rm -rf /home/messagebus
In the end there are coffee cups.
Midway through 2010, tired of one too many “rock paper scissors” to decide who got the task of setting up a mail server for the latest thing we were building, we hatched the idea of a simple cloud service to send out transactional email. We were early but not alone. Our prototype had a dashboard inspired by Chartbeat and brought a vitality to a system that had been heretofore opaque.
Five years later, our third CEO, Paul Midgen, texted me that the service was offline.
PING messagebus.com (188.8.131.52): 56 data bytes
Request timeout for icmp_seq 0
Request timeout for icmp_seq 1
Request timeout for icmp_seq 2
Request timeout for icmp_seq 3
We raised more than $18 million to change the way apps and services send and think about email. Despite talent, experience, pedigree, confidence, top-tier angels and advisors, and a lot of money, all that is left are some coffee cups with the old logo crowdsourced using 99designs.
I never bought into the con that last season’s Silicon Valley so skillfully mocked. Message Bus failed. There is no post-mortem. There is no blueprint for a successful startup and there are a thousand different ways to screw them up.
Personally, this experience has left me with three thoughts which I am happy to share and if you want any more detail on these contact me or comment.
First, the speed with which the technology stack has been changing and evolving crossed a threshold and can now be a true distraction.
Second, you can’t see what you don’t want to see.
Finally, and this is just so obvious, don’t put square pegs in round holes.
My only regret is that I won’t be able to mock the VCs that turned us down along the way especially the guy who emailed me the same rejection letter twice.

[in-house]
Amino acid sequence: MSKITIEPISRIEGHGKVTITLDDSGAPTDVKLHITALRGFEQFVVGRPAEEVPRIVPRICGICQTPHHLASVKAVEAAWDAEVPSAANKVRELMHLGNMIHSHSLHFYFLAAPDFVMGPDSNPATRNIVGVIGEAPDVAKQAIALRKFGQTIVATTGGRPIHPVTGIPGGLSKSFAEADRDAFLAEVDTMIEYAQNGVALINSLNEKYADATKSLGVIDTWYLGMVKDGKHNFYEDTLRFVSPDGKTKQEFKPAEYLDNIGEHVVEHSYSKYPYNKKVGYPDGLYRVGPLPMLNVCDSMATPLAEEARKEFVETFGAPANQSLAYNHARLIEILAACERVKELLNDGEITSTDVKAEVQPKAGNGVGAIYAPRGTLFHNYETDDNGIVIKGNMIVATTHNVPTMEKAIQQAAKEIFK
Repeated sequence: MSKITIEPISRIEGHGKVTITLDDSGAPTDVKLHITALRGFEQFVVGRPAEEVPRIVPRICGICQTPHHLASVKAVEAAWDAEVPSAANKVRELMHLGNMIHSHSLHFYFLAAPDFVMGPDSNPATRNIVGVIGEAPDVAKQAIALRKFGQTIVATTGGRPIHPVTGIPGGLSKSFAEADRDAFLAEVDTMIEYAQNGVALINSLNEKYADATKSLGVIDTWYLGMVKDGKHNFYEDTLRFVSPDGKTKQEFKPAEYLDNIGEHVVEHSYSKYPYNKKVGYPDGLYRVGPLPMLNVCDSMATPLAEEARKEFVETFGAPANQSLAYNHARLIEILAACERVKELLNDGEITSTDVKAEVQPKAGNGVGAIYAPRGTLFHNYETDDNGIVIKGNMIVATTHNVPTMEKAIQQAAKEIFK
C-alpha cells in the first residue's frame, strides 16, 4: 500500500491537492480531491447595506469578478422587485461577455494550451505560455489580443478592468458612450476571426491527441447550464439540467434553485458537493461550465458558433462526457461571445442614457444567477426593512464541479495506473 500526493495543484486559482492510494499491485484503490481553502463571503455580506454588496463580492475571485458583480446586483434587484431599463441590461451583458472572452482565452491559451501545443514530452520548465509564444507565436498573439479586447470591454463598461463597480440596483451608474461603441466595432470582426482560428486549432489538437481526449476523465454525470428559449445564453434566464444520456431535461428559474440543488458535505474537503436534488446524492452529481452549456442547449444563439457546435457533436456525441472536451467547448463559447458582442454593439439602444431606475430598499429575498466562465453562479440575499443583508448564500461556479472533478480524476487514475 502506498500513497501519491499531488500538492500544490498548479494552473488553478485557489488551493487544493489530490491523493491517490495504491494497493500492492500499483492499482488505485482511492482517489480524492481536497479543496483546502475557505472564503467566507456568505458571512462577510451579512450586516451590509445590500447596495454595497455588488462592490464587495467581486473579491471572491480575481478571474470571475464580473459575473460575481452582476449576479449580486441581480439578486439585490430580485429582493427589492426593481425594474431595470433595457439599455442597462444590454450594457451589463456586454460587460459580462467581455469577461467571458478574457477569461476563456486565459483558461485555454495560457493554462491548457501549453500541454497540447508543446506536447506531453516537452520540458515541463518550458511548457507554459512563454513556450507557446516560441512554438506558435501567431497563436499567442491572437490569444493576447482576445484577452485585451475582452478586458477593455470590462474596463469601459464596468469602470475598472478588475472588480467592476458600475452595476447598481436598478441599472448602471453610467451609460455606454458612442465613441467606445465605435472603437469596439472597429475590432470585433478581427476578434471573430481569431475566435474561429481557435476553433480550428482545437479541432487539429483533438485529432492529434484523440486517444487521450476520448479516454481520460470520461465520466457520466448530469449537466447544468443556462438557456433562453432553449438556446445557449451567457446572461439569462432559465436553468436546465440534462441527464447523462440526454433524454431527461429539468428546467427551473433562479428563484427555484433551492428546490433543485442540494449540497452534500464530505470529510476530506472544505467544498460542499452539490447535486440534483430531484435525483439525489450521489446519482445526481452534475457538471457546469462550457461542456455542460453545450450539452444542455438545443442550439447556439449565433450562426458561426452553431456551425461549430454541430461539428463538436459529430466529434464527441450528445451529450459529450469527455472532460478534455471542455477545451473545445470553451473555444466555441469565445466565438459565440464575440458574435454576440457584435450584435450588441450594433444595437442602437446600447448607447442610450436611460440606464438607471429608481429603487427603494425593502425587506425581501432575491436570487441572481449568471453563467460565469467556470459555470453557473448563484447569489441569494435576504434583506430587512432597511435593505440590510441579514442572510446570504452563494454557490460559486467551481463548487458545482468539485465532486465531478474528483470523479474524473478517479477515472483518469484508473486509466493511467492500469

I owe a lot of thanks to the following folks.
True Ventures is the real deal. Thank you Jon, Om, and Phil for backing this from start to finish.
Thank you to my co-founders Nick, Jeremy, Ted, Steve, and Mahir for chasing this elusive dream. There were many rough spots, hurdles, stress and I appreciated having you along for the ride.
Julie, thank you for having the patience to listen to me complain and bear the stress of fundraising cycles.
David Liu, you were invaluable and taught me an immense amount — wishing you the best with Eva Automation.
Midgen, thank you for salvaging the pieces of the recap, busting your ass, and nearly getting us there.
Heartfelt thanks to everyone who worked, contracted, labored, advised, and cheered for our success. We had great folks. Many have already gone on to large and impactful roles at key companies. It is a singular joy to have seen former Webshots alums James Park and Eric Friedman go on to build Fitbit and my hope is that xMB folks go on to do amazing work with great success.
Just yesterday, I was on GNN trying to visit every website in existence.
And tomorrow, I am starting something new.